Repeal of the Affordable Care Act Affects Us All
If you haven’t heard about the current Congress’ plans to repeal the Affordable Care Act, or Obamacare, you may have been hiding under a rock. The Congressional Budget Office (CBO), a federal agency of the US government that provides budget and economic information to Congress, recently released a report outlining the anticipated consequences of repealing the law. If you think that repeal will not affect you, think again.
Those who have purchased individual insurance coverage on the exchange could see an increase in their premiums of 20% or more. Because the current strategy is “repeal and delay,” the CBO believes that there will be even more cost increases once components of the law expire in about two years. Premiums could be twice as high as they would be if the ACA remained in force.
Insurers would still be subject to requirements that they sell to anybody, regardless of pre-existing conditions, but there will no longer be a penalty for not having insurance. That means that healthy individuals could decide not to have insurance. If that happens, the pool of insured Americans will be more unhealthy, and we will all pay higher costs to take care of the unhealthiest among us. Because employer-provided insurance is generally a shared cost, employees will likely pay more of the cost of employer-provided insurance coverage. Medicare recipients are also likely to see higher costs for premiums, deductibles and cost sharing, as those protections will likely be removed. Medicaid expanded its program to low-income adults with incomes of up to 138% of the poverty line in states that opted to expand their Medicaid programs. Thirty-one states have done so, adding nearly 17 million more people to insurance rolls. Those Americans will no longer be eligible for affordable healthcare.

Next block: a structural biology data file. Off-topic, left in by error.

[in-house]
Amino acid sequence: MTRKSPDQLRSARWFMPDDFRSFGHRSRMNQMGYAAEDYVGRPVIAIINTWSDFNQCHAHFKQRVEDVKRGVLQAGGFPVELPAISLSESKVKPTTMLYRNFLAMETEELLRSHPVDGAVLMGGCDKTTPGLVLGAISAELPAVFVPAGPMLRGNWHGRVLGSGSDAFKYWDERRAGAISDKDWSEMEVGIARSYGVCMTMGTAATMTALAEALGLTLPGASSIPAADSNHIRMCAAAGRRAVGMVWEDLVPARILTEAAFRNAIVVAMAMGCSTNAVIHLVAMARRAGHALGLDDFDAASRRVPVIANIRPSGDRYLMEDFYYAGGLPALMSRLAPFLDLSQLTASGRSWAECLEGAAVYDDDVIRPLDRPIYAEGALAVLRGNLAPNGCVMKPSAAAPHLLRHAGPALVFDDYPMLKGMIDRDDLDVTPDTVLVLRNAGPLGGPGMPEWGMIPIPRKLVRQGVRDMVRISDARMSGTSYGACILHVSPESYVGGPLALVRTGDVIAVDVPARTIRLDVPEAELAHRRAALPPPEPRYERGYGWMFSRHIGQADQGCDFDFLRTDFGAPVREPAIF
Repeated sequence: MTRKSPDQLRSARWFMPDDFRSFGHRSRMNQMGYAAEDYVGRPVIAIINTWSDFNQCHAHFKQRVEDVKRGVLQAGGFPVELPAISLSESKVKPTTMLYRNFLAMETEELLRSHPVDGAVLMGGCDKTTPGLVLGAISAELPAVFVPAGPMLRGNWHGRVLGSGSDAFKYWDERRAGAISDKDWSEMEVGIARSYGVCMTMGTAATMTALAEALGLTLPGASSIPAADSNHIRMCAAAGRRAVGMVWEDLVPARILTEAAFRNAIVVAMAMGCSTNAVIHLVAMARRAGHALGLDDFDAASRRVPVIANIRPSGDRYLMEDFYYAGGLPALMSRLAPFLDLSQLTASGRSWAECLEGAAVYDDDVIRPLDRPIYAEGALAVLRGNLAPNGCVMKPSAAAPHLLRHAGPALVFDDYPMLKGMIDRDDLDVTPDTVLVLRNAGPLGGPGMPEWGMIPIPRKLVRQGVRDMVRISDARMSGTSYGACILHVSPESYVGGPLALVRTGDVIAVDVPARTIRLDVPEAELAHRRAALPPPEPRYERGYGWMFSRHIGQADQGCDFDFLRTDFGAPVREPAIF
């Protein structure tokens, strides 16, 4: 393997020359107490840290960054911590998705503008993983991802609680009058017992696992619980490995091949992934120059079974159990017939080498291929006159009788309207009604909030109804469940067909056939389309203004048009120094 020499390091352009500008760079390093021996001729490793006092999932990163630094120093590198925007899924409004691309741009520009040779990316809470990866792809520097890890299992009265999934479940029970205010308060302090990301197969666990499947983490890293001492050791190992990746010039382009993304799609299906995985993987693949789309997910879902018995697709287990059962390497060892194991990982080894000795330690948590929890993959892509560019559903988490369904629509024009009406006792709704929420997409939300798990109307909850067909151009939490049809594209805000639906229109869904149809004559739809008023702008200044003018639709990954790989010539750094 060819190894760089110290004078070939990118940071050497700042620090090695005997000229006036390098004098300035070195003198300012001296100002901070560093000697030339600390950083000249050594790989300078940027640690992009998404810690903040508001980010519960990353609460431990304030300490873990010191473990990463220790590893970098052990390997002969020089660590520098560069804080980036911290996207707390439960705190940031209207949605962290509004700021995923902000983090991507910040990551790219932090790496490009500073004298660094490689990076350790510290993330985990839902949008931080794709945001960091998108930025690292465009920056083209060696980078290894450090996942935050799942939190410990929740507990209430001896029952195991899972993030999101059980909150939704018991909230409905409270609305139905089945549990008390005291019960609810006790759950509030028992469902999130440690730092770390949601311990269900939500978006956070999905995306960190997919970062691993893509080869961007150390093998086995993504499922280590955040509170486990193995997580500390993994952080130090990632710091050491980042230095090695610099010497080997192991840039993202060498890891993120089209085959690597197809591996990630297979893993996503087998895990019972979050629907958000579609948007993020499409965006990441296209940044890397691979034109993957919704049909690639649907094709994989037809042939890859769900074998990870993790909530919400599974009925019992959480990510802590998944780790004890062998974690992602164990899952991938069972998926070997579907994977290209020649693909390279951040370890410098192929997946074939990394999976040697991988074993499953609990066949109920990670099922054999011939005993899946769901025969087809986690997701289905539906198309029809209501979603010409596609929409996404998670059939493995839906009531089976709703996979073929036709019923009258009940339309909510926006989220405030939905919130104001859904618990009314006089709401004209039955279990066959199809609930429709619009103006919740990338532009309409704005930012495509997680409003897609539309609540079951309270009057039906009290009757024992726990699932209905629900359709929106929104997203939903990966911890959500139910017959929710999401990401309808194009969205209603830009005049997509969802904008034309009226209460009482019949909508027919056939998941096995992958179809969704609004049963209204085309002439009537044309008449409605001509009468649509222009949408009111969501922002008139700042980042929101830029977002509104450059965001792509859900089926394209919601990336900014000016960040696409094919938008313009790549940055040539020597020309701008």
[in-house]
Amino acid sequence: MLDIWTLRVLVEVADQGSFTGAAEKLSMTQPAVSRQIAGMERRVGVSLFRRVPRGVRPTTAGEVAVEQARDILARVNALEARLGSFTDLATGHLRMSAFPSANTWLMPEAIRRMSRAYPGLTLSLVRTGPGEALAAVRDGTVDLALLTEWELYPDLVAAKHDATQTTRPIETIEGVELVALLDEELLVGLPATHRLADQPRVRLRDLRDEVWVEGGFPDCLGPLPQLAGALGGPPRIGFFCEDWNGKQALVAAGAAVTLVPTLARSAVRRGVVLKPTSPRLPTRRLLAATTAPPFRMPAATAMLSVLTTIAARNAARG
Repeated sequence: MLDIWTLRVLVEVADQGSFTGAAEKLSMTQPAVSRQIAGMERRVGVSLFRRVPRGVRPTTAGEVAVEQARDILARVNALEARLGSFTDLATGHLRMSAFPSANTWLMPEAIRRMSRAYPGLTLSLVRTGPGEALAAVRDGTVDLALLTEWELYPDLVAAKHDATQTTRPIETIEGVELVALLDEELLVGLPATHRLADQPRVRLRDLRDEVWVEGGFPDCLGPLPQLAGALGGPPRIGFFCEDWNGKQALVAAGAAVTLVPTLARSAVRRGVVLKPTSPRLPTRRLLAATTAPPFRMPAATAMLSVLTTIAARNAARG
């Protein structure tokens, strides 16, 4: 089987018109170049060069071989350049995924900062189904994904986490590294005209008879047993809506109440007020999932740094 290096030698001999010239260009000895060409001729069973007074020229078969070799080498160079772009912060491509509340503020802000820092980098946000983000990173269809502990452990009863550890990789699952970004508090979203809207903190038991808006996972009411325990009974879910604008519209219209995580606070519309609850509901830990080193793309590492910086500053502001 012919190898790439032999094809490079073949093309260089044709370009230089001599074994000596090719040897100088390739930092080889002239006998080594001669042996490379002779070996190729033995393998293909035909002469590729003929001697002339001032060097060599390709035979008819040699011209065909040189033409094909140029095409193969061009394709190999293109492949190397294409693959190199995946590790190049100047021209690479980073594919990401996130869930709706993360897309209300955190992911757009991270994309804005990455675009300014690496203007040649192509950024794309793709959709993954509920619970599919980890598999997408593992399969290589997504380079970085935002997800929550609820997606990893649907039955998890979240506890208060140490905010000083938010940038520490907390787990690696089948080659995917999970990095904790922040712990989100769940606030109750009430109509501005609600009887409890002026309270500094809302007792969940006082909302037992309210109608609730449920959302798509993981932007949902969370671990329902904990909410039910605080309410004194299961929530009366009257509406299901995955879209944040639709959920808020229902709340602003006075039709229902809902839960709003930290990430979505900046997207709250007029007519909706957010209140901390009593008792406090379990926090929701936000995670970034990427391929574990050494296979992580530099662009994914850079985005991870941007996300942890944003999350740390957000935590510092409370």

The CBO’s estimates are based on the contents of a bill passed last year and vetoed by President Obama, so the outcome could vary depending on how the details of repeal and delay play out and what the replacement looks like. The CBO is not the only entity assessing the cost of repeal. Urban Institute, a non-partisan think tank that carries out economic and social policy research, used a similar model to evaluate the effect of repeal and got similar results.
The CBO estimates that the cost to repeal the ACA is $137 billion. The money to repeal has to come from somewhere and, in the end, the taxpayer will be footing the bill to repeal the Affordable Care Act. Ironic, that a law designed to make healthcare more affordable and available to all, will, in the end, cost us all much more and likely provide much less.